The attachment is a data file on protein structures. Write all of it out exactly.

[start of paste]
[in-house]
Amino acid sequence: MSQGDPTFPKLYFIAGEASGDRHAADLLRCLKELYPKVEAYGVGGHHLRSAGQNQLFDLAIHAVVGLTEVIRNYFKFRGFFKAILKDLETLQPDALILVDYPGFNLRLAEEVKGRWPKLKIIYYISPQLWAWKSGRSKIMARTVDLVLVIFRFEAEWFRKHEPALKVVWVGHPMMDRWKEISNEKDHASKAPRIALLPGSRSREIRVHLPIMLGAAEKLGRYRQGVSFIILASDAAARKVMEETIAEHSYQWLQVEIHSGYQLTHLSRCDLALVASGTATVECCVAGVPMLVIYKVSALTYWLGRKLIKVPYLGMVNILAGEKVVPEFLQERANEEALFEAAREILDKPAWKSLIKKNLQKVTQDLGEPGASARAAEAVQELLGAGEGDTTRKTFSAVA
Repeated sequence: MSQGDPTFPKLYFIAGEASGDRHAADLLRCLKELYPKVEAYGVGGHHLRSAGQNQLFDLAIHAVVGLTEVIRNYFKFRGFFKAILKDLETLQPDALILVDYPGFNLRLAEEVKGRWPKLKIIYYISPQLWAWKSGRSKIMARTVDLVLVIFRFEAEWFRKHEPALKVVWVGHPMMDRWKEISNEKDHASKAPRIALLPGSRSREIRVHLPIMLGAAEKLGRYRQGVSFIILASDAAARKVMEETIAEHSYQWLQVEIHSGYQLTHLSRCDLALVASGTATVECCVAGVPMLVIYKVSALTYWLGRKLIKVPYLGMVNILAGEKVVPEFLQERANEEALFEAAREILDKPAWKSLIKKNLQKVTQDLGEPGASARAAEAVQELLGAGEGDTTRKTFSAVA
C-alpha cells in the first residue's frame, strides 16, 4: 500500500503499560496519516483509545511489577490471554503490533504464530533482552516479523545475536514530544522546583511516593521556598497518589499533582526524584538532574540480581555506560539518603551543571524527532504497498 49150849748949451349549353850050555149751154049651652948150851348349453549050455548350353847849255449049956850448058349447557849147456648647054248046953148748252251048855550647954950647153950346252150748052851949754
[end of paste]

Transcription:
[in-house]
Amino acid sequence: MSQGDPTFPKLYFIAGEASGDRHAADLLRCLKELYPKVEAYGVGGHHLRSAGQNQLFDLAIHAVVGLTEVIRNYFKFRGFFKAILKDLETLQPDALILVDYPGFNLRLAEEVKGRWPKLKIIYYISPQLWAWKSGRSKIMARTVDLVLVIFRFEAEWFRKHEPALKVVWVGHPMMDRWKEISNEKDHASKAPRIALLPGSRSREIRVHLPIMLGAAEKLGRYRQGVSFIILASDAAARKVMEETIAEHSYQWLQVEIHSGYQLTHLSRCDLALVASGTATVECCVAGVPMLVIYKVSALTYWLGRKLIKVPYLGMVNILAGEKVVPEFLQERANEEALFEAAREILDKPAWKSLIKKNLQKVTQDLGEPGASARAAEAVQELLGAGEGDTTRKTFSAVA
Repeated sequence: MSQGDPTFPKLYFIAGEASGDRHAADLLRCLKELYPKVEAYGVGGHHLRSAGQNQLFDLAIHAVVGLTEVIRNYFKFRGFFKAILKDLETLQPDALILVDYPGFNLRLAEEVKGRWPKLKIIYYISPQLWAWKSGRSKIMARTVDLVLVIFRFEAEWFRKHEPALKVVWVGHPMMDRWKEISNEKDHASKAPRIALLPGSRSREIRVHLPIMLGAAEKLGRYRQGVSFIILASDAAARKVMEETIAEHSYQWLQVEIHSGYQLTHLSRCDLALVASGTATVECCVAGVPMLVIYKVSALTYWLGRKLIKVPYLGMVNILAGEKVVPEFLQERANEEALFEAAREILDKPAWKSLIKKNLQKVTQDLGEPGASARAAEAVQELLGAGEGDTTRKTFSAVA
C-alpha cells in the first residue's frame, strides 16, 4: 500500500503499560496519516483509545511489577490471554503490533504464530533482552516479523545475536514530544522546583511516593521556598497518589499533582526524584538532574540480581555506560539518603551543571524527532504497498 49150849748949451349549353850050555149751154049651652948150851348349453549050455548350353847849255449049956850448058349447557849147456648647054248046953148748252251048855550647954950647153950346252150748052851949754